NH: full writing of the publication, assist in the sampling analysis and processing. MM: identifying all necessary people involved, communicating with physicians on case details, major editing and sampling process, analysis, and certifying results. SP: major editing and sampling process. TC: major editing and additional writing, analyzing the IL-6 samples, and certifying the result. FH and AP: editing process. TT and KR: managing physician and consultant, provided necessary details. MA and BM: analyzing and processing samples of IL-6. All authors contributed to the article and approved the submitted version.
This work was supported by an internal grant from Universiti Malaysia Sabah, Kota Kinabalu, Sabah, Malaysia (Grant No. SDK0146-2020).
Conflict of Interest
The authors declare that the research was conducted in the absence of any commercial or financial relationships that could be construed as a potential conflict of interest.
We would like to thank Dr. Zul Amali bin Che Kamaruddin and Dr. Marsilla Mariaty binti Marzukie, Physician of Tawau Hospital, Sabah, Malaysia, and Dr. Adi Afiq bin Md Anour and Dr. Mohana Letchumanan, Radiologist of Tawau Hospital, Sabah, Malaysia, for their support and participation of this study.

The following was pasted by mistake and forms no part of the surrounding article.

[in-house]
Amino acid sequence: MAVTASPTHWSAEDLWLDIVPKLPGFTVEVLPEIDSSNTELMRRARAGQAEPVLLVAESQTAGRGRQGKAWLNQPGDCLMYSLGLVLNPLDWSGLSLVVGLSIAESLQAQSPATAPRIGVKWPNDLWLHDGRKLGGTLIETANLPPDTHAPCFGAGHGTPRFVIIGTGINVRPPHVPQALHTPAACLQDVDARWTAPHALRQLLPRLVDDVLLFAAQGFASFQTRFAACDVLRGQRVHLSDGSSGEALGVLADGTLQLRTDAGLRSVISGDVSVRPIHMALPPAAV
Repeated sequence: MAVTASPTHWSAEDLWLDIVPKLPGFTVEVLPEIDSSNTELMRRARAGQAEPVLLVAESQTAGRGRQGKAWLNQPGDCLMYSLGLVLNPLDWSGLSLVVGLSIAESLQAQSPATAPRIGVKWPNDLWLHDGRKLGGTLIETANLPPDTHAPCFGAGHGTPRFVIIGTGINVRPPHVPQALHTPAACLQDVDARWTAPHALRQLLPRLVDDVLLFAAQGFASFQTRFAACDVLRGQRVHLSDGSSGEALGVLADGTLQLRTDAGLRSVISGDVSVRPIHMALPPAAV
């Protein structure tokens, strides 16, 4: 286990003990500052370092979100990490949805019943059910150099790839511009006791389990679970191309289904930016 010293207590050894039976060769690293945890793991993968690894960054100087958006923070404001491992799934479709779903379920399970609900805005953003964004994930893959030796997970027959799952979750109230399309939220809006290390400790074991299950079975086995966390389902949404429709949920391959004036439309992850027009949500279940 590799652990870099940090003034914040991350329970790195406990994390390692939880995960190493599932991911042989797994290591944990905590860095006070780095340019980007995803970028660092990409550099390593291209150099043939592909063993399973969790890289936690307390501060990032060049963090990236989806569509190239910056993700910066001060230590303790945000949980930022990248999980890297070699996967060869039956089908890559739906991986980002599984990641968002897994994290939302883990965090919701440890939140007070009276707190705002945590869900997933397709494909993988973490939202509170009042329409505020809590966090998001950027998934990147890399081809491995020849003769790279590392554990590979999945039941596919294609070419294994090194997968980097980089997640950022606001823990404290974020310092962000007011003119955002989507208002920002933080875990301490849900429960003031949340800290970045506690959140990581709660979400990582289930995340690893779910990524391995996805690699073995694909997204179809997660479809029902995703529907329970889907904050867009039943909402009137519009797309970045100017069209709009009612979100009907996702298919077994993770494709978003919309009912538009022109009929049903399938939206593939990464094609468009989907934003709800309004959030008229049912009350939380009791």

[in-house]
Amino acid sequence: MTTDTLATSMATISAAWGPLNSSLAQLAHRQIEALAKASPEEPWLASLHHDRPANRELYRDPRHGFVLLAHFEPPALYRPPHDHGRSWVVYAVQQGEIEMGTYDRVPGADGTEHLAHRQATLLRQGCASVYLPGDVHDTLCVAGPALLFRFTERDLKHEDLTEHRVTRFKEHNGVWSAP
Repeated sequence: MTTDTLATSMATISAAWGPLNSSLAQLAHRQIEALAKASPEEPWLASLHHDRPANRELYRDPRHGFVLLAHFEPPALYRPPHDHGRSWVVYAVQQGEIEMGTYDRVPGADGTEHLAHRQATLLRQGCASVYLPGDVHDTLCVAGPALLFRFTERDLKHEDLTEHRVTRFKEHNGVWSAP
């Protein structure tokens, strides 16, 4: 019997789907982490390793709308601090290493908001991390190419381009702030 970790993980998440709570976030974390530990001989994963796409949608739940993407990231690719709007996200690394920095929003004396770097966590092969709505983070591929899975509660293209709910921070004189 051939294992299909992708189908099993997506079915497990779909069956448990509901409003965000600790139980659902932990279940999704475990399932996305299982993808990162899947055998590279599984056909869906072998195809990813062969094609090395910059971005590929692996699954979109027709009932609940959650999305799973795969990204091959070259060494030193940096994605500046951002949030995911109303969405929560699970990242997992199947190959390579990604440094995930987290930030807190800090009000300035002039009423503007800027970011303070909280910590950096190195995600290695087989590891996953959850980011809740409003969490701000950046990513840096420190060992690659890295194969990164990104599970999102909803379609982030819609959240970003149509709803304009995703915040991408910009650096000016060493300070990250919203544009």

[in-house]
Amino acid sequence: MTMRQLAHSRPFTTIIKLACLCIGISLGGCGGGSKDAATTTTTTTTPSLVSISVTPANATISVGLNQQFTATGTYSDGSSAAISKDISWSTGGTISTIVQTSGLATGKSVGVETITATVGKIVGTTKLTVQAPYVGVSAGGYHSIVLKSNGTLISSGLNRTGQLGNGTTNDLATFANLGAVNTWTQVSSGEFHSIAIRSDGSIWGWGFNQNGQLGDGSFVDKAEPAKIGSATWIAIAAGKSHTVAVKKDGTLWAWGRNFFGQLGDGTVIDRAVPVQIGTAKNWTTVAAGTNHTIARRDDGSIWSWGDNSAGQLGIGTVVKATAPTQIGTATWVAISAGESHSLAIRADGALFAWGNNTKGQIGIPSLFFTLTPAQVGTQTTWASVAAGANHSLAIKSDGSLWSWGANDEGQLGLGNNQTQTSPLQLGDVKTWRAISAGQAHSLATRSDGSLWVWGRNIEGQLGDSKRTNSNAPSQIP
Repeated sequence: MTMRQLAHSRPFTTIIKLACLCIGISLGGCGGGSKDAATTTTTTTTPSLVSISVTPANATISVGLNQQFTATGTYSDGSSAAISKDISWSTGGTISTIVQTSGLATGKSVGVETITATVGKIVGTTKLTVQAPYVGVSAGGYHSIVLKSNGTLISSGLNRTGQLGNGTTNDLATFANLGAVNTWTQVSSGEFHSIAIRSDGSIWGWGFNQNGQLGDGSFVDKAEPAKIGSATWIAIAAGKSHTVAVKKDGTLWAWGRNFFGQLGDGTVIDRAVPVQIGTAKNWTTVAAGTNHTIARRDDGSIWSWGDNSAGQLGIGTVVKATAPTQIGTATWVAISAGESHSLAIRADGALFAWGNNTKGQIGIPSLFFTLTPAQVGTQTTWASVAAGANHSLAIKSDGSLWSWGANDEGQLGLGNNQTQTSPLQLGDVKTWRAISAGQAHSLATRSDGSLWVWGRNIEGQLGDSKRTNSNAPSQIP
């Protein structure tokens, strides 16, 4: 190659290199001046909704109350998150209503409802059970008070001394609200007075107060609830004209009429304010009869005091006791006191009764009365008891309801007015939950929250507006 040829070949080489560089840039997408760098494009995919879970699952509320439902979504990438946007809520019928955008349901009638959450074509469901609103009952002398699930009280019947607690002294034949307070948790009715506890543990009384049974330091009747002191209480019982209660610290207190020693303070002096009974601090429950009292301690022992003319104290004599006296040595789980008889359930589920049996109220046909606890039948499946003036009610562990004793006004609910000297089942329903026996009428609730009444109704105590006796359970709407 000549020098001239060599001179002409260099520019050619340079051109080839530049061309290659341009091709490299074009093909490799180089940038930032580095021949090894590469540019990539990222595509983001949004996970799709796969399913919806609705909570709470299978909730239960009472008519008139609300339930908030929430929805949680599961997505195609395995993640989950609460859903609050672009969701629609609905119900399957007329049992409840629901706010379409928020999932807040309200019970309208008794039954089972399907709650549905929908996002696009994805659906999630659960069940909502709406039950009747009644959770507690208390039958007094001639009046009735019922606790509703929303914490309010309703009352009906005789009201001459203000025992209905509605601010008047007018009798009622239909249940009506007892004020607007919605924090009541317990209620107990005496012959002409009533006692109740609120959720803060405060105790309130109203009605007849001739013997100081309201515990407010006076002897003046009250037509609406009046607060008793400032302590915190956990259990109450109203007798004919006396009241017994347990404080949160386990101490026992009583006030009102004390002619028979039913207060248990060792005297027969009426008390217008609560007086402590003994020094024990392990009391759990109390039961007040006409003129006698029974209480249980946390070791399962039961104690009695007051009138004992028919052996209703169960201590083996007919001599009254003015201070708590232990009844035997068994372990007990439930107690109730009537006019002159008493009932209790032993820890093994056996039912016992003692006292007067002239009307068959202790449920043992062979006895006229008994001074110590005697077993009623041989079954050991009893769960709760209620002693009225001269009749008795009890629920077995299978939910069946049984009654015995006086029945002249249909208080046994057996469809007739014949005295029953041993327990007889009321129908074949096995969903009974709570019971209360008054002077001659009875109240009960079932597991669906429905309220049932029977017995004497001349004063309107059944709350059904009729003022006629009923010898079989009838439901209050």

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Keywords: COVID-19, cytokine release syndrome, IL-6, HBV infection, HCC
Citation: Hambali NL, Mohd Noh M, Paramasivam S, Chua TH, Hayati F, Payus AO, Tee TY, Rosli KT, Abd Rachman Isnadi MF and Manin BO (2020) A Non-severe Coronavirus Disease 2019 Patient With Persistently High Interleukin-6 Level. Front. Public Health 8:584552. doi: 10.3389/fpubh.2020.584552
Received: 17 July 2020; Accepted: 05 October 2020;
Published: 16 November 2020.
Edited by:Zhiliang Hu, Nanjing Second Hospital, China
Reviewed by:Wenting Li, Anhui Provincial Hospital, China
Rui Huang, Nanjing Drum Tower Hospital, China
Copyright © 2020 Hambali, Mohd Noh, Paramasivam, Chua, Hayati, Payus, Tee, Rosli, Abd Rachman Isnadi and Manin. This is an open-access article distributed under the terms of the Creative Commons Attribution License (CC BY). The use, distribution or reproduction in other forums is permitted, provided the original author(s) and the copyright owner(s) are credited and that the original publication in this journal is cited, in accordance with accepted academic practice. No use, distribution or reproduction is permitted which does not comply with these terms.
*Correspondence: Malehah Mohd Noh, firstname.lastname@example.org